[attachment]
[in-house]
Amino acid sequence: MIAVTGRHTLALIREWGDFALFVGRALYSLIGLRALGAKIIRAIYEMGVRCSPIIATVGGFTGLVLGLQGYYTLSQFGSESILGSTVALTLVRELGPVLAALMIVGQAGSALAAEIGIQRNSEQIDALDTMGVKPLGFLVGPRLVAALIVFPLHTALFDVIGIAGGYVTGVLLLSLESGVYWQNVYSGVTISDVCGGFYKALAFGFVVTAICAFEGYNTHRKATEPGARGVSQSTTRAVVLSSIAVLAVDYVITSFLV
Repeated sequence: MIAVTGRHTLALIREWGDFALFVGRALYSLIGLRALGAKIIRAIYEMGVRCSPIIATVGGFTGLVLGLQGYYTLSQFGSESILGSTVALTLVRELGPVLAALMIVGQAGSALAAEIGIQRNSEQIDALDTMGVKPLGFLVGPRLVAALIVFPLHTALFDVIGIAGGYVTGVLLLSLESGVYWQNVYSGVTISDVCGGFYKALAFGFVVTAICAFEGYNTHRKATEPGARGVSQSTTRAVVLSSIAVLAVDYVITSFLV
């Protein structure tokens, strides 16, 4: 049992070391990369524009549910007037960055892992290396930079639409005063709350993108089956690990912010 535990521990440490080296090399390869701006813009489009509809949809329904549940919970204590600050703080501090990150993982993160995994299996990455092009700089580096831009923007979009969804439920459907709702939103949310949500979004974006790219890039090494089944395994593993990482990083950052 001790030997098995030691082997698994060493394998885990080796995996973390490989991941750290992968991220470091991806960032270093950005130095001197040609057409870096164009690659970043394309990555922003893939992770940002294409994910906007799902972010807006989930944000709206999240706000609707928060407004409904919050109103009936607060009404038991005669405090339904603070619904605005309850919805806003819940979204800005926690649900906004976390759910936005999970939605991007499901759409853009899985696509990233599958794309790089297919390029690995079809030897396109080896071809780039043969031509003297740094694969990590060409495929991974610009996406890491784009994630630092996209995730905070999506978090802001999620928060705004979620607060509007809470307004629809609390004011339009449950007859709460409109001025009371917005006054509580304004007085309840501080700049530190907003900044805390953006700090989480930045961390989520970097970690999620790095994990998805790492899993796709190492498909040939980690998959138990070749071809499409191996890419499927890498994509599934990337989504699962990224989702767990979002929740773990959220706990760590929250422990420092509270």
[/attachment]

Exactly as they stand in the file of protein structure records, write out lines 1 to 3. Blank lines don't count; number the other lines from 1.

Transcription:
[in-house]
Amino acid sequence: MIAVTGRHTLALIREWGDFALFVGRALYSLIGLRALGAKIIRAIYEMGVRCSPIIATVGGFTGLVLGLQGYYTLSQFGSESILGSTVALTLVRELGPVLAALMIVGQAGSALAAEIGIQRNSEQIDALDTMGVKPLGFLVGPRLVAALIVFPLHTALFDVIGIAGGYVTGVLLLSLESGVYWQNVYSGVTISDVCGGFYKALAFGFVVTAICAFEGYNTHRKATEPGARGVSQSTTRAVVLSSIAVLAVDYVITSFLV
Repeated sequence: MIAVTGRHTLALIREWGDFALFVGRALYSLIGLRALGAKIIRAIYEMGVRCSPIIATVGGFTGLVLGLQGYYTLSQFGSESILGSTVALTLVRELGPVLAALMIVGQAGSALAAEIGIQRNSEQIDALDTMGVKPLGFLVGPRLVAALIVFPLHTALFDVIGIAGGYVTGVLLLSLESGVYWQNVYSGVTISDVCGGFYKALAFGFVVTAICAFEGYNTHRKATEPGARGVSQSTTRAVVLSSIAVLAVDYVITSFLV